War in Ukraine leaves more than 120 prospective newcomers to N.B. in limbo
Ukrainians, Russians set to work for forestry companies now stuck in home countries
More than 100 prospective newcomers to New Brunswick from Ukraine and Russia have been left in immigration limbo by the war in Ukraine.
Two forestry companies have already finalized job offers with 122 Ukrainians and seven Russians who would have been moving to New Brunswick in the coming months.
However, the war, which erupted with Russia's invasion of the neighbouring state last Wednesday, has thrown that plan into question.
"They've all received and signed offer letters," said Denis Desjardins, director of international recruitment and special projects for Groupe Savoie. "But now they're stuck there because the normal processes for paperwork are not operating in Ukraine."
The forestry company based in the northern New Brunswick community of Saint-Quentin has 12 new Ukrainian employees who are now in different stages of the immigration process, with some who already have their work permits but are awaiting their travel visa to enter Canada.
With Ukraine preventing men of conscription age from leaving the country, Desjardins said the question of whether they'll be able to get to New Brunswick is even more uncertain.
"We're holding out hope that we'll be able to, you know, at least bring in some of the family members — the spouses and children — to Canada as fast as we can.
"And all the candidates we've hired, we're hoping to get them here, you know, one way or another. It's a matter of time now. We don't know ... how it's all going to be processed and everything. The rule book's out the window."
J.D. Irving Ltd. was also planning to bring over 110 new Ukrainian employees to work at its operations, said company spokesperson Anne McInerney, in an email.
McInerney didn't say how exactly the conflict is making their arrival a challenge, but added the company is working with the federal government to expedite their arrival, as well as that of the families of employees who have already arrived.
"Our message to Ottawa is we are a willing partner in bringing Ukrainian families to Canada," she said, noting 75 Ukrainians are already working for the company.
The war in Ukraine raised fresh global alarm Friday after Russian forces attacked a key nuclear plant in the south. Officials say the fires that ensued have now been extinguished and that no radiation leaks have been detected. Ukraine's president, Volodymyr Zelensky spoke with world leaders just after the attack, including prime minister Justin Trudeau. Meanwhile, Russia continued other attacks on cities throughout Ukraine overnight.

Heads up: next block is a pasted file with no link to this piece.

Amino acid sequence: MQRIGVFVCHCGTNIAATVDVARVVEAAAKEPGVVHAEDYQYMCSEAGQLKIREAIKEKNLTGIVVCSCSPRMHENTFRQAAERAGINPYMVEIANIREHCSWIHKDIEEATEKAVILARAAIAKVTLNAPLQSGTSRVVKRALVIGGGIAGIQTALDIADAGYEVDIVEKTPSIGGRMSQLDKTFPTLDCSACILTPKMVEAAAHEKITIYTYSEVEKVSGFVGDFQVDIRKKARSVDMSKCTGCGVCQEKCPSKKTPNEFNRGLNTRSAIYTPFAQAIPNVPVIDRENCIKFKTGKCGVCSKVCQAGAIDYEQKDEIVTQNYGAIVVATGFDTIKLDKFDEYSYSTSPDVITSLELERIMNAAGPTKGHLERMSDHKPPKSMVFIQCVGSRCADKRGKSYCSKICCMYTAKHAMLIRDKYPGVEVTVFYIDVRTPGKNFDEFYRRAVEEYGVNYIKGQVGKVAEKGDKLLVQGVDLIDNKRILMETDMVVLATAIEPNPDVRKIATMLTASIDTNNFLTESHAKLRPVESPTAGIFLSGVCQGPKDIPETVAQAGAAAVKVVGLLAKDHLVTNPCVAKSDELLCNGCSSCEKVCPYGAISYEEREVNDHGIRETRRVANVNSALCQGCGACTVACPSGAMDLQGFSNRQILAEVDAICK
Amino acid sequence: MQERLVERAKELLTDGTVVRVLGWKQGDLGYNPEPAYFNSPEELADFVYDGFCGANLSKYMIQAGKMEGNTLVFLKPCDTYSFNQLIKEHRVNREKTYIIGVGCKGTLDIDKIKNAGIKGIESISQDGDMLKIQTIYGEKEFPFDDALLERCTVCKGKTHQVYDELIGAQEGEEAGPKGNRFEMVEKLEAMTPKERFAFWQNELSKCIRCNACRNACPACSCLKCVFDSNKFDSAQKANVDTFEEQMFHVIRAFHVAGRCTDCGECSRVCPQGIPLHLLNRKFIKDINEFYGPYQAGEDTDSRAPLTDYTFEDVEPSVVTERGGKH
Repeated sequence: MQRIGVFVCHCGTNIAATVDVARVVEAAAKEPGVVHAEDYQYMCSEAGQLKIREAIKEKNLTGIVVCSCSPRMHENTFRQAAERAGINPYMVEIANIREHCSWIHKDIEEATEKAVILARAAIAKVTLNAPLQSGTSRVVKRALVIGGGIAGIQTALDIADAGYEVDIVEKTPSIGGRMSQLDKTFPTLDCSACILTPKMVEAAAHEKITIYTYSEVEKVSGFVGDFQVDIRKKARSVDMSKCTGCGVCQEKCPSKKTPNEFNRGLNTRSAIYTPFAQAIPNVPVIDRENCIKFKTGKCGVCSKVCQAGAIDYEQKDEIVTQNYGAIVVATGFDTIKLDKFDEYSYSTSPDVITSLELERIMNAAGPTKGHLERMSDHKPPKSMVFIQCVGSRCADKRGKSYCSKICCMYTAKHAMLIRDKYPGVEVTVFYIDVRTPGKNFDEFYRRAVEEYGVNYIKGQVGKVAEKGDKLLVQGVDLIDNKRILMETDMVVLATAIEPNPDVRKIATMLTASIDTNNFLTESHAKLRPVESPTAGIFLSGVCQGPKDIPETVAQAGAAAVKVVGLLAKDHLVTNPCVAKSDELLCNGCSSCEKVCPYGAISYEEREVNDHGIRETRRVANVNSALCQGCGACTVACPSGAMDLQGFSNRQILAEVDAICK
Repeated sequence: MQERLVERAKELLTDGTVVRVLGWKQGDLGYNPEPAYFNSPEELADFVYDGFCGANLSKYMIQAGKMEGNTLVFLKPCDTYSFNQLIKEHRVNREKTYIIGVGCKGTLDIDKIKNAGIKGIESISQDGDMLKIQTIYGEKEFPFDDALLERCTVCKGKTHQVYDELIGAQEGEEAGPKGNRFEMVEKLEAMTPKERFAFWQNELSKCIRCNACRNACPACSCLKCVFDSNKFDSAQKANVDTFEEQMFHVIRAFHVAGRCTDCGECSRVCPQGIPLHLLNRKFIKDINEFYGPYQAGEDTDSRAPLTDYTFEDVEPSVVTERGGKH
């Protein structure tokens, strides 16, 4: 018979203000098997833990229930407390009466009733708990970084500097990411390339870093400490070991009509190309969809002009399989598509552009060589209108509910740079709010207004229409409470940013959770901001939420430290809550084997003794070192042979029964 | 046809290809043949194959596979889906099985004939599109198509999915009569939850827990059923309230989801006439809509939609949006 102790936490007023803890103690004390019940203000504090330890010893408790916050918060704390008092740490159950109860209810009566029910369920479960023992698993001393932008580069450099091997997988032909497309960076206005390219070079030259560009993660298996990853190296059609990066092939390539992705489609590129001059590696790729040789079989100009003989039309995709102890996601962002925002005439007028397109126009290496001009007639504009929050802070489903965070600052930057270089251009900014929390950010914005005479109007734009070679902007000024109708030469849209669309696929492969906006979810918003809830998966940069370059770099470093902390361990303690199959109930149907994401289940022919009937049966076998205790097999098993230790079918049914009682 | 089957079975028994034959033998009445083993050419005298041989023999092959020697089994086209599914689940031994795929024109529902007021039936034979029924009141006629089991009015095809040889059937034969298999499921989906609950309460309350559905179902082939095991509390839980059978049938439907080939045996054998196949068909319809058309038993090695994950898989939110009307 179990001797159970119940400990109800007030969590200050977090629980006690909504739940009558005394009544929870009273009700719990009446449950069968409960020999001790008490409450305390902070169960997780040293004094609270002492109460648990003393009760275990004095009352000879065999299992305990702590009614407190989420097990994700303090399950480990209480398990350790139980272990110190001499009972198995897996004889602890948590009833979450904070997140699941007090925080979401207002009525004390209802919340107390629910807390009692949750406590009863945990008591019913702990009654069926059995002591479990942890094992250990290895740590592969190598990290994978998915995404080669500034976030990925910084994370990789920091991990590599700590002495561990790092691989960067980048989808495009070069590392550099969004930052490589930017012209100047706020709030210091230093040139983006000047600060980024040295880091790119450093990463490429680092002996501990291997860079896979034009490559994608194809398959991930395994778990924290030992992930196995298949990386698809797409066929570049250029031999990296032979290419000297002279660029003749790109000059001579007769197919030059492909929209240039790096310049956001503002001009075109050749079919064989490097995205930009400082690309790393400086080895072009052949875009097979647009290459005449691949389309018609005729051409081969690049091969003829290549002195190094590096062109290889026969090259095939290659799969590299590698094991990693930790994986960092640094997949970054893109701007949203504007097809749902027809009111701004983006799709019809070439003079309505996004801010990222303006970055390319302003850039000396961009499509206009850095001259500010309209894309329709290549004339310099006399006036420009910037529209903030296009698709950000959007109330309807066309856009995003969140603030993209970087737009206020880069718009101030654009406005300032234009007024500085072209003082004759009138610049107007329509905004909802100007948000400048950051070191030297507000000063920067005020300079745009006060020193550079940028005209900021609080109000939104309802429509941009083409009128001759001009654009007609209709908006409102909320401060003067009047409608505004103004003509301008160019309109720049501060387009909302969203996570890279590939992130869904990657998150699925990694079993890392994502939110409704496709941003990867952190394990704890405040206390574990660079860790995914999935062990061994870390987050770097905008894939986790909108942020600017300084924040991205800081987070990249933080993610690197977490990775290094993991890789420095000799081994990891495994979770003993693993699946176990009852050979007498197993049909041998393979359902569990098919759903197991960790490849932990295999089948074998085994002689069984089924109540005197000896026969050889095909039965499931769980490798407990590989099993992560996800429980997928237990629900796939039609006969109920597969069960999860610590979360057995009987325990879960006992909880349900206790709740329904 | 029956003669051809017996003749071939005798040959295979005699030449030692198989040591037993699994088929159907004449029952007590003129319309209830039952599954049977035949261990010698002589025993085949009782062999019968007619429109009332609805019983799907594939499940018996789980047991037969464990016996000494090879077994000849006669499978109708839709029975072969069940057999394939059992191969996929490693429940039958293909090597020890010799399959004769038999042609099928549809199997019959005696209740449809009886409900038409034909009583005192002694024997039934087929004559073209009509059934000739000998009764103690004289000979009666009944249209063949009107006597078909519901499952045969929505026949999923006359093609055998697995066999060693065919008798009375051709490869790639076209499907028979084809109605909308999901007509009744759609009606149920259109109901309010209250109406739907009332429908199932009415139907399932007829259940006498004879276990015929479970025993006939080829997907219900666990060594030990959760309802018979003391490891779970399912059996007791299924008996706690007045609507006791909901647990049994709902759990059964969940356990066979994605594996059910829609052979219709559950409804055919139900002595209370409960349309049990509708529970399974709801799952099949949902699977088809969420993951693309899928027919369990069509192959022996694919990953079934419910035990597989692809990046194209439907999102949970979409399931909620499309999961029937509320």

Russian hires also affected
Desjardins said the future is also uncertain for its seven new Russian hires.
With Western countries, including Canada, imposing sanctions on Russia and suspending flights to and from there, those employees have become caught in the middle, he said.
"They're also struggling now to leave the country, to figure out a way to come to Canada," Desjardins said. "Some of their bank accounts are being affected in different ways.
"At least one of them I've heard back from that they're trying to leave the country by any means possible so they'll be able to come here."
Desjardins said Groupe Savoie already has 16 Ukrainians and five Russians on staff.
Growing Ukrainian diaspora
Ginette Gautreau is executive director of the New Brunswick Multicultural Council, which oversees the province's 14 newcomer settlement agencies.
She said a growing number of Ukrainians have moved to New Brunswick in recent years to work largely in more rural parts of the province, primarily in the forestry and trucking industries.
They're coming as companies in those smaller communities have faced a shrinking labour market caused by younger residents leaving and waves of new retirees.
Gautreau said Ukrainians have thrived in those two industries since the experience they bring from their home country aligns with the working conditions in New Brunswick.
"Weather conditions or road conditions in Ukraine are comparable to the ones here in New Brunswick," she said."Being able to drive in the snow and long distances.
"So there's a lot of kind of comparative conditions that allow them to work here in New Brunswick." She added that many of these Ukrainian workers have moved to Saint-Quentin, Chipman, Sussex and Woodstock.
Gautreau said the council has been working with settlement agencies in New Brunswick to offer support to Ukrainians already in the province and to promote and facilitate fundraisers to help people in Ukraine.
She said expediting the arrival of newcomers is out of the council's scope of abilities, adding that Immigration, Refugees and Citizenship Canada is working on that front.
"IRCC we know is prioritizing … applications from Ukrainian immigrants, that they've processed thousands of applicants just over the last week alone.
"So we hope that at a minimum, the bureaucratic process has been facilitated, and those who are able to leave the country or are able to get out of Ukraine can make their way to Canada or other destinations."
CBC News asked Immigration Refugees and Citizenship Canada what it's doing to help resettle Ukrainians and Russians already approved to move to New Brunswick, but did not receive a response by publication time.